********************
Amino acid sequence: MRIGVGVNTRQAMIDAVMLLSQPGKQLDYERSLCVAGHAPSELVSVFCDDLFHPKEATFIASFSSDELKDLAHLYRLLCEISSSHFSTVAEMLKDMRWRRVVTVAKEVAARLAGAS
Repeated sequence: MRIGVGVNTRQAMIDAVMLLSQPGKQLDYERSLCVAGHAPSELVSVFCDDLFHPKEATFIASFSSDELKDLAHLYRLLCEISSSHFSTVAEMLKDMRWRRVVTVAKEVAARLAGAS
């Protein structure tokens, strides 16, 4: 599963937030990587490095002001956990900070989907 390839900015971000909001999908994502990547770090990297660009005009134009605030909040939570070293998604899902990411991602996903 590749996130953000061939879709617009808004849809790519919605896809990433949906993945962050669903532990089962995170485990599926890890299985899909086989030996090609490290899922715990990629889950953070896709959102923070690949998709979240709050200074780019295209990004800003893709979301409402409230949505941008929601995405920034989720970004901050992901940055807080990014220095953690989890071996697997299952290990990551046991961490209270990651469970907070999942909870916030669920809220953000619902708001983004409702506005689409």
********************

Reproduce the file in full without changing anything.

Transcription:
Amino acid sequence: MRIGVGVNTRQAMIDAVMLLSQPGKQLDYERSLCVAGHAPSELVSVFCDDLFHPKEATFIASFSSDELKDLAHLYRLLCEISSSHFSTVAEMLKDMRWRRVVTVAKEVAARLAGAS
Repeated sequence: MRIGVGVNTRQAMIDAVMLLSQPGKQLDYERSLCVAGHAPSELVSVFCDDLFHPKEATFIASFSSDELKDLAHLYRLLCEISSSHFSTVAEMLKDMRWRRVVTVAKEVAARLAGAS
């Protein structure tokens, strides 16, 4: 599963937030990587490095002001956990900070989907 390839900015971000909001999908994502990547770090990297660009005009134009605030909040939570070293998604899902990411991602996903 590749996130953000061939879709617009808004849809790519919605896809990433949906993945962050669903532990089962995170485990599926890890299985899909086989030996090609490290899922715990990629889950953070896709959102923070690949998709979240709050200074780019295209990004800003893709979301409402409230949505941008929601995405920034989720970004901050992901940055807080990014220095953690989890071996697997299952290990990551046991961490209270990651469970907070999942909870916030669920809220953000619902708001983004409702506005689409």